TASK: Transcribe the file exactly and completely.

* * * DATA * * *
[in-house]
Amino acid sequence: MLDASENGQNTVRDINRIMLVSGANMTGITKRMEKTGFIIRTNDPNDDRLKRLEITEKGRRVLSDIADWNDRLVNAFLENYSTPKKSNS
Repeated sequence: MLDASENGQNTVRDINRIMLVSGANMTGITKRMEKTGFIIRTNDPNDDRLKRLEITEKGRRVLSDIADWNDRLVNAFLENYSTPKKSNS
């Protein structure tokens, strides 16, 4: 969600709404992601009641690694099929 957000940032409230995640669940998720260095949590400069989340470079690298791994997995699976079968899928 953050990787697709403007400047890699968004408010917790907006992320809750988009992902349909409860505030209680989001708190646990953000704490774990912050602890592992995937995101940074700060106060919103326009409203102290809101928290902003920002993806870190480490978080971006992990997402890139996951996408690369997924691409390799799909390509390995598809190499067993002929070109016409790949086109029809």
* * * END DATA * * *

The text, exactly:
[in-house]
Amino acid sequence: MLDASENGQNTVRDINRIMLVSGANMTGITKRMEKTGFIIRTNDPNDDRLKRLEITEKGRRVLSDIADWNDRLVNAFLENYSTPKKSNS
Repeated sequence: MLDASENGQNTVRDINRIMLVSGANMTGITKRMEKTGFIIRTNDPNDDRLKRLEITEKGRRVLSDIADWNDRLVNAFLENYSTPKKSNS
């Protein structure tokens, strides 16, 4: 969600709404992601009641690694099929 957000940032409230995640669940998720260095949590400069989340470079690298791994997995699976079968899928 953050990787697709403007400047890699968004408010917790907006992320809750988009992902349909409860505030209680989001708190646990953000704490774990912050602890592992995937995101940074700060106060919103326009409203102290809101928290902003920002993806870190480490978080971006992990997402890139996951996408690369997924691409390799799909390509390995598809190499067993002929070109016409790949086109029809």